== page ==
However it is the relationship and deep friendship between Rob Walker and Sir Stirling Moss that the team is arguably most famous for. In the period from 1958 to 1961 Stirling scored seven Grand Prix wins for the team, most notably in 1961 at Monte Carlo and the Nürburgring, seeing off the more powerful Ferrari squad through sheer talent and determination. Regrettably Sir Stirling’s health is not up to public appearances at present so his absence left a big gap that the organisers filled admirably in a most appropriate fashion.

Moss was rightly famous and revered as a Grand Prix star, indisputably the leader of the pack after Fangio retired. However his exploits in endurance racing are just as notable. The ’55 Mille Miglia triumph in the Mercedes-Benz is legendary as are the Nürburgring 1000kms wins in ’58 and ’59 for Aston Martin. In 1960 Moss won the Tourist Trophy at Goodwood driving a Ferrari 250 GT SWB #2119, an achievement in itself but staggering when one considers that it was two months and one day after his horrific accident at Spa in the Belgian Grand Prix. Doctors forecast a minimum recovery period of six months but Moss was able to recuperate way faster than that. It later emerged that he had tuned in the Ferrari’s radio to hear the commentary of Raymond Baxter as rattled off the laps. This beautiful Ferrari is now the proud possession of one Ross Brawn, a real enthusiast.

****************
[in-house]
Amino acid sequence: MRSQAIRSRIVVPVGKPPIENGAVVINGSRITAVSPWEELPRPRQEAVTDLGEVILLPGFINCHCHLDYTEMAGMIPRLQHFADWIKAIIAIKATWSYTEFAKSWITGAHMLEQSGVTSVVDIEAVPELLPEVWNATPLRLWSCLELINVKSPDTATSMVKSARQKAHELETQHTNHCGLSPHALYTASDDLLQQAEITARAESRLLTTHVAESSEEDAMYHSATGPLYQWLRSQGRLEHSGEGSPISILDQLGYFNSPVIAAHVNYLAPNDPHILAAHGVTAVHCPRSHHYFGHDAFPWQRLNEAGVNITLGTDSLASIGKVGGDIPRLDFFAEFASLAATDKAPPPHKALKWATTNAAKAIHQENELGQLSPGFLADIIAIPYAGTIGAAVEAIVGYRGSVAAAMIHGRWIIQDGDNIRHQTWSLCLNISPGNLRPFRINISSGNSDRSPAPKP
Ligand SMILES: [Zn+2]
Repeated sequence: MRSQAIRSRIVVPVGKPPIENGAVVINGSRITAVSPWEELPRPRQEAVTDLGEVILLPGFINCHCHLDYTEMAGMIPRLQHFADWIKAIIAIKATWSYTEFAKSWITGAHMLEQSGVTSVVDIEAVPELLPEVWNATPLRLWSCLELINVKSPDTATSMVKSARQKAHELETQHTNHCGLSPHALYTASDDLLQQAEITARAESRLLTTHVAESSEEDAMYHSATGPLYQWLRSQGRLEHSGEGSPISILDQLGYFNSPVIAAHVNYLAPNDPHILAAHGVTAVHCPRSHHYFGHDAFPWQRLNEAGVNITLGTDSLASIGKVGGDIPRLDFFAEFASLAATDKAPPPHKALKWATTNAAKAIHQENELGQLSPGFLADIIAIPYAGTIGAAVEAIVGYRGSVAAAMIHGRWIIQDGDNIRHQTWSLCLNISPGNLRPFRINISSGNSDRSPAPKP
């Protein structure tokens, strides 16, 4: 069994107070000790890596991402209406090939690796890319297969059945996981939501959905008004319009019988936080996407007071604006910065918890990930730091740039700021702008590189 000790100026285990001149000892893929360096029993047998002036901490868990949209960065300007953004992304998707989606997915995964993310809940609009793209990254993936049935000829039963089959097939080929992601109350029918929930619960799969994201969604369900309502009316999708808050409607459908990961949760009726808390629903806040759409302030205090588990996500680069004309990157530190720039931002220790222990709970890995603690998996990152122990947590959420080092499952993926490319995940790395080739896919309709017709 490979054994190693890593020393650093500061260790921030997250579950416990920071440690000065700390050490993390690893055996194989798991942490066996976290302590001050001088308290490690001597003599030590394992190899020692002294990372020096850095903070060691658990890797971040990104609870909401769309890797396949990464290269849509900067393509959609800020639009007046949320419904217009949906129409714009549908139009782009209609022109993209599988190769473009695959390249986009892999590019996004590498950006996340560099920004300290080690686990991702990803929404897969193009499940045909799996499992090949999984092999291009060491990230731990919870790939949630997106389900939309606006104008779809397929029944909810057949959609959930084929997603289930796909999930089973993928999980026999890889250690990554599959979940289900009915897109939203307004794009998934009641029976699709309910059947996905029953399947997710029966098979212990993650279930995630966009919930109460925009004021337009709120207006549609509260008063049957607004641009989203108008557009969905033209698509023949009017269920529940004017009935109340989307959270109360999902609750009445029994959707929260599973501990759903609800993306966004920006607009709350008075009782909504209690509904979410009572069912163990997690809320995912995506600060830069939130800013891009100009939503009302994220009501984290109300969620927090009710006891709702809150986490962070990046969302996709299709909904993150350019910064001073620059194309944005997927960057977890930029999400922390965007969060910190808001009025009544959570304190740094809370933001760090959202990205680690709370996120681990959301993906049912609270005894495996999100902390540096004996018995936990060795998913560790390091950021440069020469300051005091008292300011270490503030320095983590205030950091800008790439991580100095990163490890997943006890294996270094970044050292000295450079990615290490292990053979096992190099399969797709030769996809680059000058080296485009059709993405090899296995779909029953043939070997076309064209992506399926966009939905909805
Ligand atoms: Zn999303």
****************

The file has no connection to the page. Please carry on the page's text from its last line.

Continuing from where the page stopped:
Almost exactly a year later and Moss was back at Goodwood in another 250 GT SWB, this time #2735. Frankly the opposition was not the strongest and consisted of another 250 GT SWB, driven by Mike Parkes and three Essex Racing Team Aston Martin DB4 GTs, two of which were Zagato-bodied and driven by Roy Salvadori and Jim Clark. The third was an ordinary DB4 GT in the hands of Innes Ireland. Moss won with ease in the end after a crash in practice, there was no word as to whether he turned on the radio………..